There are some words that even the most “techie” types in a marketing agency will recoil at, start sweating, and pretend they haven’t heard you. One of those is ‘Migration’.
Whatever your role is, you may at some point become responsible for moving a website over from one server to another. If you are furiously reading this blog because that duty has come to you, on behalf of all of us, I salute you. You can do this.
Two and a half years ago, on my second day in the job, I was told that I needed to transfer a client website onto our server, and that it was ‘easy’ and ‘you’ll be fine’ when they saw my panicked face. Well, it wasn’t easy, and I wasn’t fine, BUT I did do it with the help of good old Google.
Well, this is the guide I wish they had given me. So, here is what you need to know, and what you need to do.
Firstly, you need to answer a few questions and find the people who can answer them. (This isn’t always as straight forward as it may appear!)
Are you just migrating the website files OR are you also transferring the domain?
Yes, these are two different things. Your website files are hosted on a server. This is usually what people mean when they say you need to migrate a website.
Then you also have a website domain (ours is embryodigital.co.uk) which points to that server. If you are just switching servers, but keeping the domain where it is, then you are just doing a website migration. But, if you’re migrating the domain too, you will need to take some further steps than in a straight forward migration. These will be detailed later in the blog.
Where is the DNS of the domain managed?
DNS stands for Domain Name System, and (very simply) these are the records that provide information about what is associated with a domain.
For example, you can go to https://whatsmydns.net and look at all of the information that is associated with your domain.
This includes the A record which points to the IP address of the server that your site is hosted on, the MX records which show where your emails that are associated with your domain (such as email@example.com) are hosted, and your NS records which show which Named Servers your domain is on, which is usually a good indication of where your domain is registered (but, annoyingly, despite the name, not necessarily an indication of where your website server is). Told you migrations were fun!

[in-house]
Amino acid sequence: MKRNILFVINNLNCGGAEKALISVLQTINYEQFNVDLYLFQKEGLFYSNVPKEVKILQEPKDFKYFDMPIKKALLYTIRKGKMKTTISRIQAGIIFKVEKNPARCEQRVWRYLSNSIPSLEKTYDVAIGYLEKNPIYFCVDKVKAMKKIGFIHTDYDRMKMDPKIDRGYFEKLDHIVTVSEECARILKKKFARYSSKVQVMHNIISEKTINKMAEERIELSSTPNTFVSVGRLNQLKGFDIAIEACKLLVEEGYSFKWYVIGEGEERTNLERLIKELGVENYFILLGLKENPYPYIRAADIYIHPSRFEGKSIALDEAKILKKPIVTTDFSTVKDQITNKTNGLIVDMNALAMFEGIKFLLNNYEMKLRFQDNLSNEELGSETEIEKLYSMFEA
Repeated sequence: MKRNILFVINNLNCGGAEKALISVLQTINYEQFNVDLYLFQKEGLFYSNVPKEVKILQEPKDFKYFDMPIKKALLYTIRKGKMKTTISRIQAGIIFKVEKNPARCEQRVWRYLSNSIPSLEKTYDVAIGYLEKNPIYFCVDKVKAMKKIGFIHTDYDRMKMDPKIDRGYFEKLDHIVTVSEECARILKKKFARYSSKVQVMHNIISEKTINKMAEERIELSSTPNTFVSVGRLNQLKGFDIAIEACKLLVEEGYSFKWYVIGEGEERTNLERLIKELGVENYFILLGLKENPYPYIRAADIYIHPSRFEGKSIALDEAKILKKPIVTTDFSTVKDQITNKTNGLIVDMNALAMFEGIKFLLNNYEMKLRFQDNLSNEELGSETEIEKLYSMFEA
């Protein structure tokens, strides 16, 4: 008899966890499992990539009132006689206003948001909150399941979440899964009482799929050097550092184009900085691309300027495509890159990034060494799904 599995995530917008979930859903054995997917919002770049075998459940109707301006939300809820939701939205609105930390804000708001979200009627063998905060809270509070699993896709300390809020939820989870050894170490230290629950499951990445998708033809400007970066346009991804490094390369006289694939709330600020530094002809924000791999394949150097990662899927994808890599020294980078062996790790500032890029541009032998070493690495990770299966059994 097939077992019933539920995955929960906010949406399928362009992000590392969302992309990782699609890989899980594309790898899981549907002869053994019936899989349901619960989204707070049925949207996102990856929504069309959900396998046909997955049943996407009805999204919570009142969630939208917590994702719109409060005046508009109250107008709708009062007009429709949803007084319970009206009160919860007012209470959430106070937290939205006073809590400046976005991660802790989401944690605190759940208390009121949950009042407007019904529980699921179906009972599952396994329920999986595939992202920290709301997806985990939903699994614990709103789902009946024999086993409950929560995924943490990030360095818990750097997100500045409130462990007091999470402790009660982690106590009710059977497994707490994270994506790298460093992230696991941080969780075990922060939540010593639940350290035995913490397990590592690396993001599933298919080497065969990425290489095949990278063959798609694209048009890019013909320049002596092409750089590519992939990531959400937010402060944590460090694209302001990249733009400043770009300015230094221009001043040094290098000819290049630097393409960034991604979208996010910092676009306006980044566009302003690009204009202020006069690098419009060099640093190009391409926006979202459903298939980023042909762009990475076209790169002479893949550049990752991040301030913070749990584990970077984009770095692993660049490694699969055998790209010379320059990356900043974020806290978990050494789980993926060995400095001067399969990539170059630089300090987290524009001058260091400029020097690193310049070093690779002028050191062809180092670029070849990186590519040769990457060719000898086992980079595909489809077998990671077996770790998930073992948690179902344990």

You will need to log into the panel where your/ your client’s domain is managed in order to update the details for your migration.
The best place to start is where you bought your domain in the first place. Common places for domains to be managed (or registered) are;
If you can’t remember, go to whois.com/whois/ and enter your domain name. It might provide some useful information to help you find out where it is located.
If you are organising the migration on behalf of a client, often there can be an IT company or a previous agency who manage the domain, so they are also a good place to start your investigations. They may not want to grant you login details to the domain, but they would be able to make the changes that you need them to make, so you can prepare them that there will be a website migration and, therefore, a DNS update required imminently.
How big is the site and does it need a dedicated server?